NASA Mars orbiter safe after unplanned computer swap

Mar 12, 2014
This artist's concept shows NASA's Mars Reconnaissance Orbiter mission over the red planet. Credit: NASA/JPL

(Phys.org) —NASA's long-lived Mars Reconnaissance Orbiter put itself into a precautionary safe standby mode March 9 after an unscheduled swap from one main computer to another. The mission's ground team has begun restoring the spacecraft to full operations.

"The is healthy, in communication and fully powered," said Mars Reconnaissance Orbiter Project Manager Dan Johnston of NASA's Jet Propulsion Laboratory, Pasadena, Calif. "We have stepped up the communication data rate, and we plan to have the spacecraft back to full operations within a few days."

Mars Reconnaissance Orbiter's science observations and its relaying of communications from NASA's two active Mars rovers have been suspended. The rovers continue to use NASA's Mars Odyssey orbiter as a communications relay.

Entry into safe mode is the prescribed response by a spacecraft when it detects conditions outside the range of normal expectations. Mars Reconnaissance Orbiter has experienced unplanned computer swaps triggering safe-mode entry four times previously, most recently in November 2011. The root cause of the previous events has not been determined. The spacecraft has also experienced safe-mode entries that have not involved computer swaps.

Unlike any previous safe-mode entries experienced in this mission, the March 9 event included a swap to a redundant radio transponder on the orbiter. While the mission resumes operations with this transponder, engineers are investigating the status of the one that is now out of service.

NASA's Mars Reconnaissance Orbiter entered orbit around Mars eight years ago, on March 10, 2006. Since then, it has returned more data than all other past and current interplanetary missions combined. The mission met all its science goals in a two-year primary science phase. Three extensions, the latest beginning in 2012, have added to the science returns. The longevity of the mission has given researchers tools to study seasonal and longer-term changes on the Red Planet.

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Doug_Huffman
not rated yet Mar 12, 2014
I hope that there are plans and funds to replace MRO timely. Alternatively extrinsic value of the Mars research program is high enough to *eliminate* the US debt to China on its own.
baudrunner
not rated yet Mar 12, 2014
The MRO does not need replacement. The cameras aboard the MRO are equipped with CCD image sensors providing resolution of up to 1.5 m per pixel from about 300 km up. They are state of the art even today, with 800 megapixel and 160 megapixel cameras. They, in combination with the ESA Mars Express orbiter, have more than satisfied the need to map and examine the surface. What we do need to do is to rethink any future rover missions. All the rovers placed on Mars to date have in total traveled no more than just over 100 km. That seems like a huge expense when seen in that light. Now, we need to send a low altitude Helium-filled dirigible equipped with gigapixel cameras into the Martian atmosphere. We know where to send it.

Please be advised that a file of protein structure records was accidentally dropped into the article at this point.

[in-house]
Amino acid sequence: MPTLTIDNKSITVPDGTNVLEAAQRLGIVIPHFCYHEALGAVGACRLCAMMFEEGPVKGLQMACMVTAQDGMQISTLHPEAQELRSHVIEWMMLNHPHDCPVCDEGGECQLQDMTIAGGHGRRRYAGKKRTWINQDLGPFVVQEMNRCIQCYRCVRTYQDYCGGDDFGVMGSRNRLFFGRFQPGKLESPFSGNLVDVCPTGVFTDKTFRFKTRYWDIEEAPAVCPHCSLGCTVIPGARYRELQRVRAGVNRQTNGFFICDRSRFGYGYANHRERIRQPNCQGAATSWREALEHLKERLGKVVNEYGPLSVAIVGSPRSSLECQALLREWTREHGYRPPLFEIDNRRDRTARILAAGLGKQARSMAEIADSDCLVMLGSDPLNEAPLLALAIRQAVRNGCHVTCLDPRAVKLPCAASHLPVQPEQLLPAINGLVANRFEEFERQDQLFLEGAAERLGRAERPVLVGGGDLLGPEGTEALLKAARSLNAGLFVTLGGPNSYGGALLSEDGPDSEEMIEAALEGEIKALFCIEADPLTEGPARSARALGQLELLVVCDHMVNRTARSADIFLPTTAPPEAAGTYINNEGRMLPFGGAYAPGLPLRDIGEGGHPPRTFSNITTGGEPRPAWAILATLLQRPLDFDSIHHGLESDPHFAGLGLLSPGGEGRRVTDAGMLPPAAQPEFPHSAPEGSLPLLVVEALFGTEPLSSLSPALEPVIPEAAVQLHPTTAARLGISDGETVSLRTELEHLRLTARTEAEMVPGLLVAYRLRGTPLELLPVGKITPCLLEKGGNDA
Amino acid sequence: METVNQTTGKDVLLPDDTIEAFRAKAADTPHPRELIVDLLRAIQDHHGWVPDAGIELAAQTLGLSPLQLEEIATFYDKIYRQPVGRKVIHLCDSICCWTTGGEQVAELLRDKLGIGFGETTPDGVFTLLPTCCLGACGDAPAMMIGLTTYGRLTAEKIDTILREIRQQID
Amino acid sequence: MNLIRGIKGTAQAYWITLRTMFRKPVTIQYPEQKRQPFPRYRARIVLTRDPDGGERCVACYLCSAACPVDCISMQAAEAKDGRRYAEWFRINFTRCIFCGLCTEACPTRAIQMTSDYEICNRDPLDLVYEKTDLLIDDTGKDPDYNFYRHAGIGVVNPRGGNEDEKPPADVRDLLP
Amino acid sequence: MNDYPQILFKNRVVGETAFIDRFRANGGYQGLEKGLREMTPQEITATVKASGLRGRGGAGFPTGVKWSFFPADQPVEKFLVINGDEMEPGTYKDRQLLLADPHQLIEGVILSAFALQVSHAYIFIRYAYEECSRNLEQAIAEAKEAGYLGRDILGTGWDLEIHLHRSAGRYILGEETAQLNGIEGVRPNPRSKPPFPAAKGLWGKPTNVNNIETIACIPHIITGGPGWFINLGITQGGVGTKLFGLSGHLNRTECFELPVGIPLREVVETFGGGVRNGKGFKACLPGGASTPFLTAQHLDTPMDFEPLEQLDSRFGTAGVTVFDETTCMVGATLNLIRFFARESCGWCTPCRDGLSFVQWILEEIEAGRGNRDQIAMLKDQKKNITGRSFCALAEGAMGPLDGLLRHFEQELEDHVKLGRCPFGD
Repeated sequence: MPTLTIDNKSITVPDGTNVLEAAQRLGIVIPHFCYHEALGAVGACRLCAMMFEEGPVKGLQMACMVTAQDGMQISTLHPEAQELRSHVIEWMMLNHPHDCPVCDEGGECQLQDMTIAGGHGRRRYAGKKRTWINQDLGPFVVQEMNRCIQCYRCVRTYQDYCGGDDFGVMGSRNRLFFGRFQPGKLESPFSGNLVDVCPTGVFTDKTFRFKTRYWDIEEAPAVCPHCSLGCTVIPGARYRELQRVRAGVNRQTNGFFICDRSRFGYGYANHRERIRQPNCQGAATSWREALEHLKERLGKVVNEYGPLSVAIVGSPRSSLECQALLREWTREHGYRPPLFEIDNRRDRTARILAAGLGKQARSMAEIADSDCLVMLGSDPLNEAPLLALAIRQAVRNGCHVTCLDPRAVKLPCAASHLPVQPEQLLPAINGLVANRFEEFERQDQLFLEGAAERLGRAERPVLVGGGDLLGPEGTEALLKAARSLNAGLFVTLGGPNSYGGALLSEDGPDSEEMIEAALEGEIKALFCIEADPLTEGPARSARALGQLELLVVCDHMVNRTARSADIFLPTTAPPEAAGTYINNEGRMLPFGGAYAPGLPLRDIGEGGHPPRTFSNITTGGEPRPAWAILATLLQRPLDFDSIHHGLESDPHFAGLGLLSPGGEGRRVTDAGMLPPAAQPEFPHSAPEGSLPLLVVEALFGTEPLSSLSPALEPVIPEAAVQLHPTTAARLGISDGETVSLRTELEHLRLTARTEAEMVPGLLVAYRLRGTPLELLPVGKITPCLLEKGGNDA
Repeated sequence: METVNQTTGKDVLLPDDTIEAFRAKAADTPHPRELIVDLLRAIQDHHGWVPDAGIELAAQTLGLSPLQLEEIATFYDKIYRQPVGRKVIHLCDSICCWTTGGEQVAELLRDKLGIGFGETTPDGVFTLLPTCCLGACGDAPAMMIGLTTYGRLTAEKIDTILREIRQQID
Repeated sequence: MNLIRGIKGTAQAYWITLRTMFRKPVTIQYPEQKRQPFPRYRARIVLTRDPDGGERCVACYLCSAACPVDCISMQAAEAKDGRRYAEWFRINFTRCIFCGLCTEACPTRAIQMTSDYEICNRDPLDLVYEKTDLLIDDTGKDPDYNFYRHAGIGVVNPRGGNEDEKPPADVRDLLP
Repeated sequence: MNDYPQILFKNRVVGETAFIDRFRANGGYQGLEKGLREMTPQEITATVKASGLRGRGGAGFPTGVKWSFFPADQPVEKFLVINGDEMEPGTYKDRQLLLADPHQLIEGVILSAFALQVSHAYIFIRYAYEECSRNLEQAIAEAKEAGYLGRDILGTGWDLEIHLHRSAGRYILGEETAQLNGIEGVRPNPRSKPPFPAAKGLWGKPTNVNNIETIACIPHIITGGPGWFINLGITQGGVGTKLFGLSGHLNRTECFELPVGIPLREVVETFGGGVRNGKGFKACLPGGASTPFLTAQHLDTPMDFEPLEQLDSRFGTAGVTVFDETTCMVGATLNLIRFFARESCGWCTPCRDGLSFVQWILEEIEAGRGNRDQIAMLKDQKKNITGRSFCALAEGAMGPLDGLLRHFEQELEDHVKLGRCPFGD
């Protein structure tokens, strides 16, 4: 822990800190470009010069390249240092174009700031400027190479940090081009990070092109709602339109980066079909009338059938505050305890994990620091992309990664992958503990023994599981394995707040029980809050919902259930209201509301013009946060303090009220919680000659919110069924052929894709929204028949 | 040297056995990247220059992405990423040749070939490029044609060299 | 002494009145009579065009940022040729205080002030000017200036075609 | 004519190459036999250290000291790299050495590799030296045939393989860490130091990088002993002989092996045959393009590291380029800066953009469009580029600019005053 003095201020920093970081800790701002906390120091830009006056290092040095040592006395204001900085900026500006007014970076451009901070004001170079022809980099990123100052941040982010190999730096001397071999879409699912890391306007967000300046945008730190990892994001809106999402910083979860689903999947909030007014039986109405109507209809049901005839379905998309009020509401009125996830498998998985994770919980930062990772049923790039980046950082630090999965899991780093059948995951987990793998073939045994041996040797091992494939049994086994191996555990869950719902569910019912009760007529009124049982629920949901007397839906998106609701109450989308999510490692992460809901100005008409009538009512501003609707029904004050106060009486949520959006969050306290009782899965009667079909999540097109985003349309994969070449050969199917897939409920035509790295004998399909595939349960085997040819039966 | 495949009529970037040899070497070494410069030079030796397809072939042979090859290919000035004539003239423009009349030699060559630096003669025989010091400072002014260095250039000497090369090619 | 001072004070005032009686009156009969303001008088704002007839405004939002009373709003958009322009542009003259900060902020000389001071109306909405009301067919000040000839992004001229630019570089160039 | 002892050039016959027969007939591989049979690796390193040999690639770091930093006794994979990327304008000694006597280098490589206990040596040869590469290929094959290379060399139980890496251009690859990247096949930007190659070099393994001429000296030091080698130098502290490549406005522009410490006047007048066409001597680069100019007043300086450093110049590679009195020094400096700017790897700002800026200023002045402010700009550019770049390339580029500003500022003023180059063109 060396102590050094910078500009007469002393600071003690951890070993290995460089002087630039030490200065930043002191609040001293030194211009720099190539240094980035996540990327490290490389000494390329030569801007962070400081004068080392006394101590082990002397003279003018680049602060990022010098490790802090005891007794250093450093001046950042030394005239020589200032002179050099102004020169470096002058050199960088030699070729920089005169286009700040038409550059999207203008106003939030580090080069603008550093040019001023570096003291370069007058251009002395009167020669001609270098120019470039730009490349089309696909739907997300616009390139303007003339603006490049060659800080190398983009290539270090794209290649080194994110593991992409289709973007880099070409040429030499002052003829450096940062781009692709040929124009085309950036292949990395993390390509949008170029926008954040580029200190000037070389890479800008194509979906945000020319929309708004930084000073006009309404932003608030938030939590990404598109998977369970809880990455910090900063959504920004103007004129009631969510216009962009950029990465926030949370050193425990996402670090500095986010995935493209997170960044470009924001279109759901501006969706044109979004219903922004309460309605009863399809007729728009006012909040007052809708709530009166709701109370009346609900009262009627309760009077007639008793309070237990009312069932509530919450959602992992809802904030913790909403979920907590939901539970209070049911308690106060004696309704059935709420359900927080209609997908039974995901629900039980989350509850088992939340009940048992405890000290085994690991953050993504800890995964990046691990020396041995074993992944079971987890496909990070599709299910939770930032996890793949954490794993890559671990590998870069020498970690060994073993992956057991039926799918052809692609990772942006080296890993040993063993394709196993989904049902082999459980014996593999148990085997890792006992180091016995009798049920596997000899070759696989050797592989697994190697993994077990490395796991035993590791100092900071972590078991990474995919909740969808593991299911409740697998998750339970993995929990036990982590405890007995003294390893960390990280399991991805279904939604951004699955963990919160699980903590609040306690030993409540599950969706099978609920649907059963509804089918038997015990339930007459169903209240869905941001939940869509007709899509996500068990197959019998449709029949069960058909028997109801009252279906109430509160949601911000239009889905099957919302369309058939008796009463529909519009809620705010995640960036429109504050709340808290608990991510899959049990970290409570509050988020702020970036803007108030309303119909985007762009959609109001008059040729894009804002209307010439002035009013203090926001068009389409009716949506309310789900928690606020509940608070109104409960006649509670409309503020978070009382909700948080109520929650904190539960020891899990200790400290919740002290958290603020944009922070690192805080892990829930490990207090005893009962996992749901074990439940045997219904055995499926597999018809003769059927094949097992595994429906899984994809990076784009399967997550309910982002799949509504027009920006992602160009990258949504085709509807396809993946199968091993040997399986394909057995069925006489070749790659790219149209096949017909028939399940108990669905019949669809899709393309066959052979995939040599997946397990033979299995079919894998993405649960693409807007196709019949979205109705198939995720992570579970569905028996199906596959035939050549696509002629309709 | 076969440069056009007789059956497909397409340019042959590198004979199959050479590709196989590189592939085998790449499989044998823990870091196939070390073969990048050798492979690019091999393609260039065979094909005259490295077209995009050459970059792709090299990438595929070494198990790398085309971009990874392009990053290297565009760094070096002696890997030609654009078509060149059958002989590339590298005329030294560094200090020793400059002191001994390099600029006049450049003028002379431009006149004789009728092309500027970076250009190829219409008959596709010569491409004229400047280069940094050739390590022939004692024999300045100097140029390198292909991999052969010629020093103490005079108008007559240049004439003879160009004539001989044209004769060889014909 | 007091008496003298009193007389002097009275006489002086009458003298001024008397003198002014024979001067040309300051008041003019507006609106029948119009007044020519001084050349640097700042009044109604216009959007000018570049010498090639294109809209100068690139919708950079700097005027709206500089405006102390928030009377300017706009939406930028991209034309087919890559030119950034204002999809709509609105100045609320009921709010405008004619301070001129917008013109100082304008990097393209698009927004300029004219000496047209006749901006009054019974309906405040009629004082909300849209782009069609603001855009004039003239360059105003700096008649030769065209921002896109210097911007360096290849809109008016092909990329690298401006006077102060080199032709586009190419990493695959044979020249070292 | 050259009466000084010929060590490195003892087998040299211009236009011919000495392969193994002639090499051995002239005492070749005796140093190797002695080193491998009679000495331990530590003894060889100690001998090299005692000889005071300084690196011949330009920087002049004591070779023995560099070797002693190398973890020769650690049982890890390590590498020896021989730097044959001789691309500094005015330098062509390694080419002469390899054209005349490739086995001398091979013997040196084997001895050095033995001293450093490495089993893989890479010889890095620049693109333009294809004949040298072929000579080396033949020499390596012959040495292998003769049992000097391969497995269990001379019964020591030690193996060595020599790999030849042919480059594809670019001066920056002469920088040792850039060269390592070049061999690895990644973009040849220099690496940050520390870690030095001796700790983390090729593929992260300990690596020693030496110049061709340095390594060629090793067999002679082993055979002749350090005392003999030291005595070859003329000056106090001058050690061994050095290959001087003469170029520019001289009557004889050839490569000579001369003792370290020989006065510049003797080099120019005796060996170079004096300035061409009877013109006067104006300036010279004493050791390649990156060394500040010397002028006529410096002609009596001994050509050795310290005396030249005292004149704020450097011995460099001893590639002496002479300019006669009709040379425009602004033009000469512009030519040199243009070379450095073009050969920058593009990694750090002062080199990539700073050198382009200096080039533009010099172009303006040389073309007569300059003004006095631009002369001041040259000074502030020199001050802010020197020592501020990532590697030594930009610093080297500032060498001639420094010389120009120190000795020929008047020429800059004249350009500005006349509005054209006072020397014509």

alfie_null
not rated yet Mar 13, 2014
All the rovers placed on Mars to date have in total traveled no more than just over 100 km. That seems like a huge expense when seen in that light.

If the science objective was to leave tracks over all the surface, I guess we've failed.

Now, we need to send a low altitude Helium-filled dirigible equipped with gigapixel cameras into the Martian atmosphere. We know where to send it.

WE don't know where to send it. Or rather we, as a whole, would not agree. Speaking only for myself (as should you), I'd rather leave that up to scientists who have the background, experience, and are recognized as experts in the field.

Ditto on the greater subject of remote sensing - what we should like to sense, to measure. It's not all about taking pictures. As you well know.
baudrunner
not rated yet Mar 13, 2014
It's mostly about taking pictures. We need to get closer to [search Google Earth->View->Explore->Mars: 6°54'25.50"S 75°16'20.62"W] and we need to get closer to 31° 3'45.81"S 74°15'30.68"E, but we need to stay away from 79°54'8.61"N 166°52'24.37"W, because that may have been one of the deliverers of the Black Death from back in the 14th century.. lots of sightings of UFOs trailing the deadly mists behind them everywhere there was plague.